25 October 2013

Taxonomy check

If you teach a student foram taxonomy, and then they go off and make all sorts of taxonomic decisions you wouldn't have made yourself, does that mean you've not taught them well enough, or does it mean you taught them too well?

We had a MRes student (one could say,  a MSc student with PhD icing) in Plymouth who did foram counts on the intervals I hadn't covered, to see if anything happened in the time periods they represented. And now she's done! Next month is her viva (thesis defense; they have to do that for an MRes). And in the meantime, we incorporate her work into our project.

And then it's suddenly not so practical that we're most of the country away. In order to merge her counts and mine, we need to call the same thing the same thing. And you can't easily keep an eye on that with a 6 hour train ride in between. So we had gone through the taxonomy together before I left, but since then she checked her taxonomy with one of the chaps from Geology, who was another one of her supervisors. And he knows his stuff! He learned from the best. But he's not me. And in a case like this, it's actually more important your identifications are consistent than that they are correct.

 The rather pretty foram that had remained ignored

When we received her thesis and combined the data in it with mine, we saw that it was clear we did NOT use the same taxonomy. There was one species, that I had in most of the samples,  and that was absent in her counts. And some of her species were consistently more numerous in her samples than in mine. So we had to clear that up!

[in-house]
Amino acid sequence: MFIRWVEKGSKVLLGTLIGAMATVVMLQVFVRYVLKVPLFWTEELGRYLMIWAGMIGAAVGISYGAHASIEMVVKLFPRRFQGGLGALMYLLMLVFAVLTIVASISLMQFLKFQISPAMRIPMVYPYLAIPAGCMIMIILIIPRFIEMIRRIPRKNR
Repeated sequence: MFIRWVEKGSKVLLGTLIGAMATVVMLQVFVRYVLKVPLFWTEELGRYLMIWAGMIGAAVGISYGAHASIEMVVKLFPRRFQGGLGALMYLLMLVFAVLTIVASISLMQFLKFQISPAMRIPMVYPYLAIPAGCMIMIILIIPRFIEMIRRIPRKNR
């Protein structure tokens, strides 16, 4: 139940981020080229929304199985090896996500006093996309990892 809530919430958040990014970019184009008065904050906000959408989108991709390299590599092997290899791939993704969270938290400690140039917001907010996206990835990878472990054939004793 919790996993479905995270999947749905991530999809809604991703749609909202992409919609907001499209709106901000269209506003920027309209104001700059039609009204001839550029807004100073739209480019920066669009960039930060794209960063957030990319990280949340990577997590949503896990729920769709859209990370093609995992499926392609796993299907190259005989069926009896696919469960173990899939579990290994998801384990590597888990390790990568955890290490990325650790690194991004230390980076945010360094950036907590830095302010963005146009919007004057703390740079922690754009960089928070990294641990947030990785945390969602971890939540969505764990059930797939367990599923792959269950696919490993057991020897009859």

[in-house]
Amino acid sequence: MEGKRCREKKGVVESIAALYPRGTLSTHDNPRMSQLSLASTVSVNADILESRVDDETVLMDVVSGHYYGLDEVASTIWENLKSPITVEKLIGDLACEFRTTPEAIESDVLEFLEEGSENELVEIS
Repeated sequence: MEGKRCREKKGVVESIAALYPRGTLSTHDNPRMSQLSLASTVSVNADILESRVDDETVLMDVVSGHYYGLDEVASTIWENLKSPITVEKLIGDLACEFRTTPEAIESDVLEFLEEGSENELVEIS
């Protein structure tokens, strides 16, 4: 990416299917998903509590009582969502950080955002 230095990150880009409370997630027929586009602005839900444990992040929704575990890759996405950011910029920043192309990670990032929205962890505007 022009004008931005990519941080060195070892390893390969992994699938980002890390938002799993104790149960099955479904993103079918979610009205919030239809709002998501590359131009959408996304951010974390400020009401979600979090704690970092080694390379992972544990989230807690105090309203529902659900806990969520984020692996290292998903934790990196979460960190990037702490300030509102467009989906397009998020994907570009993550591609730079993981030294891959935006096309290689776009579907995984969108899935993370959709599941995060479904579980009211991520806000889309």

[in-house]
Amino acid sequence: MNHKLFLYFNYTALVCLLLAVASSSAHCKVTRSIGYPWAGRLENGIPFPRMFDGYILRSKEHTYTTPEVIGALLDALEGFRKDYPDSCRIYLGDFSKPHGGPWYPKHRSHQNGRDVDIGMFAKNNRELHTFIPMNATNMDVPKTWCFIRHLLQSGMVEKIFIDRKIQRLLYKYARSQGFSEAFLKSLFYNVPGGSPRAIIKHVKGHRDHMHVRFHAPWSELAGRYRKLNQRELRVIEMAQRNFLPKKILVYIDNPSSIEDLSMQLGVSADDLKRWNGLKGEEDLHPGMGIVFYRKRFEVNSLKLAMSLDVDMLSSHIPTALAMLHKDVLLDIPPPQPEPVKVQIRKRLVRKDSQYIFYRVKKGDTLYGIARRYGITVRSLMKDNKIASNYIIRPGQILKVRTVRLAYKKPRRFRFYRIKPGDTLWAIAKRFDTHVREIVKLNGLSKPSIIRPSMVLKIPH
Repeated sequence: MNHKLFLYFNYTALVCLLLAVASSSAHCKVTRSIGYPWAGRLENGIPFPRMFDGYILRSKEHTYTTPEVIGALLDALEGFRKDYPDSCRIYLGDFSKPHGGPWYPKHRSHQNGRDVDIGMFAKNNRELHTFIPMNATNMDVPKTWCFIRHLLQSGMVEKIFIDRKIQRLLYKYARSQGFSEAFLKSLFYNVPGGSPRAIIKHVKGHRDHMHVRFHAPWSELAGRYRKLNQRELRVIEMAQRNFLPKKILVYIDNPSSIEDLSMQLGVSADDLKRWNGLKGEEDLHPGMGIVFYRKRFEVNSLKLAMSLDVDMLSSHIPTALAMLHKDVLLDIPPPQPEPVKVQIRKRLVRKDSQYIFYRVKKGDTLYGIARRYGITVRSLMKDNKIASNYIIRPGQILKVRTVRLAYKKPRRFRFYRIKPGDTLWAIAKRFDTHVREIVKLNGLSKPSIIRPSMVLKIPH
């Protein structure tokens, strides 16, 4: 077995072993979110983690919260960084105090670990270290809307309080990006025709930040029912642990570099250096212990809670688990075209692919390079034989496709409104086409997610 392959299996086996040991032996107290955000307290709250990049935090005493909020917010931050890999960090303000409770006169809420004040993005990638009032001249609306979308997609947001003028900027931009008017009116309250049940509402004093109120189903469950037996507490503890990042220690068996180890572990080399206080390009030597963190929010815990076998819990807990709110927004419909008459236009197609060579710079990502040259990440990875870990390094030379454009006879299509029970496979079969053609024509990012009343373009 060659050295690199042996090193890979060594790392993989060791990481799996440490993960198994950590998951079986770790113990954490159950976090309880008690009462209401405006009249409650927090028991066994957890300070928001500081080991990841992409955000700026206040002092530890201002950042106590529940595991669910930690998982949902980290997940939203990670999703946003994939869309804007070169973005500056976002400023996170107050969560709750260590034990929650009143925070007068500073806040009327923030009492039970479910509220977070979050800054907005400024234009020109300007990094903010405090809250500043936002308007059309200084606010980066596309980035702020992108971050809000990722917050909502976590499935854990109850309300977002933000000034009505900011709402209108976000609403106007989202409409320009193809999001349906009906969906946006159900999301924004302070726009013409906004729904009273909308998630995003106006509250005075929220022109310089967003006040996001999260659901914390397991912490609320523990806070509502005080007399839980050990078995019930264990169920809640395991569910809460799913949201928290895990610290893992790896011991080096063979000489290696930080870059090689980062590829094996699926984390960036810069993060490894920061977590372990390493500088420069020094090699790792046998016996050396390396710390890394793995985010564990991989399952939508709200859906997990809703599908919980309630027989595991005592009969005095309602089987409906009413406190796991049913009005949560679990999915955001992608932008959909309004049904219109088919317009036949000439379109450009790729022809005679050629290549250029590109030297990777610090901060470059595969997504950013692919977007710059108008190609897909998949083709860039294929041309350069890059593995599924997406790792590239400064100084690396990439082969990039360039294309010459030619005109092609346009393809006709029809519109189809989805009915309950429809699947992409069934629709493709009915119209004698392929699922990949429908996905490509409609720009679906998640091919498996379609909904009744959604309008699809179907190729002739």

By sheer coincidence, our student was about to visit her brother who lived nowhere other than in York. That was convenient! She popped by at my office to hand over her slides with foraminifera. I was a bit disheartened when she told me she had lumped all different species of the two main genera present in the slides. This meant I would have to separate them myself in order to re-count the assemblages!And her counts suggested that 65% of all little critter fell in that category. So I was handed 6359 calcareous remains of marine organisms, of which 51% was not identified at species level at all, and another 14% had been identified at species level, but had been placed in the microslides in big heaps of the same genus. Oh dear...

 How I received the slides

What they look like when I'm done with them

I'm well on my way sorting this out by now. And I have found out that the geologist had not recognised the allegedly absent species. I am surprised to have the idea to know better than an expert! And we don't agree on taxonomy. My counts are different. So I now spend my days going through every slide, and picking up every single foram and placing it in a square with only what I think are its mates of the same species. And I line them up, so they're easy to count. As I write this I've done 1680. Another 4679 to go...

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